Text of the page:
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So you’re looking for a grease, you’ve seen many references to ‘Lithium EP2’ but you’re not sure what it means or whether it is relevant to your needs? Let’s try and cut through the jargon!
First of all, what is a grease? Over the years grease has become a staple of the engineers toolkit and has found a number of different uses. However primarily it is a form of lubricant specifically designed for parts that need infrequent lubrication or where oil would not stay in place e.g. rolling element bearings. Grease is made up of a number of constituent parts, one of which is oil which can typically make up 90% of the formulation. It is the oil in the formulation that actually does the lubricating. However oil poured into a bearing would very quickly find its way back out of the bearing! Therefore the oil needs a carrier of some kind to keep it in place and release it slowly into the parts to be lubricated. This, in essence, is the role of a grease.
There are 3 main constituent parts to a grease:-
In simple terms, the oil is the part that carries the main dynamic lubricating responsibility, the thickener determines the physical characteristics of the product while additives enhance the operating properties of the grease. Lithium is a type of thickener so we will concentrate on that area here. A thickener not only provides structure to hold the oil in place, it also acts as a ‘sponge’ releasing small amounts of oil during operation. There are several different types of thickener depending on the application. Extremes of temperature, moisture or speed may all require different types of thickeners. However for many applications that are deemed non-extreme or general purpose in nature, Lithium is a popular choice. It has good all-round properties and is relatively inexpensive to produce. The majority of greases, especially those used in general or multi-purpose applications will use Lithium as a thickener.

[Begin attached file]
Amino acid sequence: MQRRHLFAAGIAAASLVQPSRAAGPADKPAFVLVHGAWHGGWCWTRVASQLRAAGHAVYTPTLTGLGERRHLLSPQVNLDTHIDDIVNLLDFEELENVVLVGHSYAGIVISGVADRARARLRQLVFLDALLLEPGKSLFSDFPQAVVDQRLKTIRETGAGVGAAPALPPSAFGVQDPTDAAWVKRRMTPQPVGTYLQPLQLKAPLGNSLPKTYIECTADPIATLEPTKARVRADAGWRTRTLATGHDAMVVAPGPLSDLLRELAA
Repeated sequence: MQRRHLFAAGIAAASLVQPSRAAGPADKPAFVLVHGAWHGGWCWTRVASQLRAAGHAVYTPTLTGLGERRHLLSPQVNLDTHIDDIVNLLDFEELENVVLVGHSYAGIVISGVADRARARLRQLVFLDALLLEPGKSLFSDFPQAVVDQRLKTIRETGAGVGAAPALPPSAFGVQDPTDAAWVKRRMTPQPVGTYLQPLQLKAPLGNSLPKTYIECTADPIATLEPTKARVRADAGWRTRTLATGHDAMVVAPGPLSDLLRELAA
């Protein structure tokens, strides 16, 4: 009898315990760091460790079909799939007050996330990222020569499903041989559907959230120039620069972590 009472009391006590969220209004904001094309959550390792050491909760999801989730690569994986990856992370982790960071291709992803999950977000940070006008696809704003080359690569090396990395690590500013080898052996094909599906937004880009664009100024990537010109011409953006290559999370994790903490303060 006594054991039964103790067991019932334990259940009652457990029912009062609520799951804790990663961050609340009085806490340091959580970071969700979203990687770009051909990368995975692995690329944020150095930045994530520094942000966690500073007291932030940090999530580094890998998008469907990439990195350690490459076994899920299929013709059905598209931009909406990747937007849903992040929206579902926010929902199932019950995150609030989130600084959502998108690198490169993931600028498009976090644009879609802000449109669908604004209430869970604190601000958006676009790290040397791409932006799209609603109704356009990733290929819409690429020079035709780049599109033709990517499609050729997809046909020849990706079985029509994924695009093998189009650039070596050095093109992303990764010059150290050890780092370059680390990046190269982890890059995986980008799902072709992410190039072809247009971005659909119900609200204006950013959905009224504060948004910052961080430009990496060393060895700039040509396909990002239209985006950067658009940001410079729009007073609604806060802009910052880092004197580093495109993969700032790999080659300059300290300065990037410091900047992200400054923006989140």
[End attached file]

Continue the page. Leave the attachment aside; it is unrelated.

‘EP’ stands for ‘Extreme Pressure’ and is a term used to describe lubricant applications that are subjected to high load conditions. Additives, both physical and chemical, are used in grease formulations to give a product its high load capabilities or ‘EP’ performance. However it is worth saying at this point that the ‘EP’ part of a greases description has recently slipped into popular parlance whilst not always being relevant. That is to say that it is not always necessary (nor sometimes desirable) to use a grease with added extreme pressure performance. Furthermore if the grease has been chosen correctly in the first place dependent on specific requirements, greases without ‘EP’ performance can cope just as well with the demands placed on it than those with added EP performance.
The number at the end of a greases description relates to its hardness or consistency. The numbers range from ‘000’ which is a semi-fluid grease to ‘6’ which is a solid block. The numbering system and the classification standards were developed by the National Grease Lubricating Institute (NLGI) hence this number is often referred to as the NLGI number. The most common grade of grease in use Worldwide is an NLGI 2. Greases in this category have a consistency like toothpaste or peanut butter. They are normally firm enough to stay in place but soft enough to be penetrated and worked fairly easily (it is this physical manipulation that releases the oil from the formulation allowing dynamic oil lubrication to take place.) Whilst it is the most common grade it is not necessarily the right choice for every application – if in doubt check.
Univar Specialty Consumables has a large range of greases from different manufacturers and we would be only too pleased to advise you on the correct choice of lubricant for your application.
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